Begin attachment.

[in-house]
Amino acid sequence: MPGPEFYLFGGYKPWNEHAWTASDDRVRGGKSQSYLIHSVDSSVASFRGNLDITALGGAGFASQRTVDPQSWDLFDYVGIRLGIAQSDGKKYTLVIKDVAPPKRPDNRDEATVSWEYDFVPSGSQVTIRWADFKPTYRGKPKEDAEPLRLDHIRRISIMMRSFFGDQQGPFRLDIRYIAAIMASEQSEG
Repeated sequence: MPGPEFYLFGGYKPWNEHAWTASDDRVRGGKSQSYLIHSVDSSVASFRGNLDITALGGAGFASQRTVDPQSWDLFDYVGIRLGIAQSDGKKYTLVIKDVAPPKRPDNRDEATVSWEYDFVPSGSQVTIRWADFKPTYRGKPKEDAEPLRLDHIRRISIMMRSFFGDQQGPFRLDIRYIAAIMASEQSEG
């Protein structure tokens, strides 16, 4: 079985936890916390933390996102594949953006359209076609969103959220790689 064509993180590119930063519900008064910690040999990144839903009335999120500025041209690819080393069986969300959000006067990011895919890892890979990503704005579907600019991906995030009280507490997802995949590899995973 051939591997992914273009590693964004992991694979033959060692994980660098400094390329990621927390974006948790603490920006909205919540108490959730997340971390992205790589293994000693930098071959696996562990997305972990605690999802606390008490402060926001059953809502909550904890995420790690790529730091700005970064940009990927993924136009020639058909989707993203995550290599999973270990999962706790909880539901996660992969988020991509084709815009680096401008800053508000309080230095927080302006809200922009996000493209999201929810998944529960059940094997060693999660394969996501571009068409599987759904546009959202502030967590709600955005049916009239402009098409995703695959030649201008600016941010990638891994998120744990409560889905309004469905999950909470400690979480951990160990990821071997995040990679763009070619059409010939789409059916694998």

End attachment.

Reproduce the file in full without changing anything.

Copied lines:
[in-house]
Amino acid sequence: MPGPEFYLFGGYKPWNEHAWTASDDRVRGGKSQSYLIHSVDSSVASFRGNLDITALGGAGFASQRTVDPQSWDLFDYVGIRLGIAQSDGKKYTLVIKDVAPPKRPDNRDEATVSWEYDFVPSGSQVTIRWADFKPTYRGKPKEDAEPLRLDHIRRISIMMRSFFGDQQGPFRLDIRYIAAIMASEQSEG
Repeated sequence: MPGPEFYLFGGYKPWNEHAWTASDDRVRGGKSQSYLIHSVDSSVASFRGNLDITALGGAGFASQRTVDPQSWDLFDYVGIRLGIAQSDGKKYTLVIKDVAPPKRPDNRDEATVSWEYDFVPSGSQVTIRWADFKPTYRGKPKEDAEPLRLDHIRRISIMMRSFFGDQQGPFRLDIRYIAAIMASEQSEG
């Protein structure tokens, strides 16, 4: 079985936890916390933390996102594949953006359209076609969103959220790689 064509993180590119930063519900008064910690040999990144839903009335999120500025041209690819080393069986969300959000006067990011895919890892890979990503704005579907600019991906995030009280507490997802995949590899995973 051939591997992914273009590693964004992991694979033959060692994980660098400094390329990621927390974006948790603490920006909205919540108490959730997340971390992205790589293994000693930098071959696996562990997305972990605690999802606390008490402060926001059953809502909550904890995420790690790529730091700005970064940009990927993924136009020639058909989707993203995550290599999973270990999962706790909880539901996660992969988020991509084709815009680096401008800053508000309080230095927080302006809200922009996000493209999201929810998944529960059940094997060693999660394969996501571009068409599987759904546009959202502030967590709600955005049916009239402009098409995703695959030649201008600016941010990638891994998120744990409560889905309004469905999950909470400690979480951990160990990821071997995040990679763009070619059409010939789409059916694998």